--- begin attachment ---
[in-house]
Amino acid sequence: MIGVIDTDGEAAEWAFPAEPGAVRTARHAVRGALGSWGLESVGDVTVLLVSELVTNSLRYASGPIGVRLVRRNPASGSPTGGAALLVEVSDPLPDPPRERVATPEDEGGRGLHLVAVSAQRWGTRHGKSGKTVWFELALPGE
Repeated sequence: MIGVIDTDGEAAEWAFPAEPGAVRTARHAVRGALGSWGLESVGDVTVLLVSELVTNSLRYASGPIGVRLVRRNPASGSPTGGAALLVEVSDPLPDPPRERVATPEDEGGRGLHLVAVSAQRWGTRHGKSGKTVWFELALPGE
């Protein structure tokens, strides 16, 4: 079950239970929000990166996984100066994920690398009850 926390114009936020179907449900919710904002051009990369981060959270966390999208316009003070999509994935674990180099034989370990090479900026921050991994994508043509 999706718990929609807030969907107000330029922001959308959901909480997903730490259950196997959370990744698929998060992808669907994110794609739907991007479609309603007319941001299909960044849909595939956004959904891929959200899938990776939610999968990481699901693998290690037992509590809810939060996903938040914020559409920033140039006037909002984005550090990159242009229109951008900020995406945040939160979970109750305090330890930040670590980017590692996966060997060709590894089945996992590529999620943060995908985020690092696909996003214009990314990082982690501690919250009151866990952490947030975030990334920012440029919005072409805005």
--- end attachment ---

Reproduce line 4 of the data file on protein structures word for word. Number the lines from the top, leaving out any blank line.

């Protein structure tokens, strides 16, 4: 079950239970929000990166996984100066994920690398009850 926390114009936020179907449900919710904002051009990369981060959270966390999208316009003070999509994935674990180099034989370990090479900026921050991994994508043509 999706718990929609807030969907107000330029922001959308959901909480997903730490259950196997959370990744698929998060992808669907994110794609739907991007479609309603007319941001299909960044849909595939956004959904891929959200899938990776939610999968990481699901693998290690037992509590809810939060996903938040914020559409920033140039006037909002984005550090990159242009229109951008900020995406945040939160979970109750305090330890930040670590980017590692996966060997060709590894089945996992590529999620943060995908985020690092696909996003214009990314990082982690501690919250009151866990952490947030975030990334920012440029919005072409805005």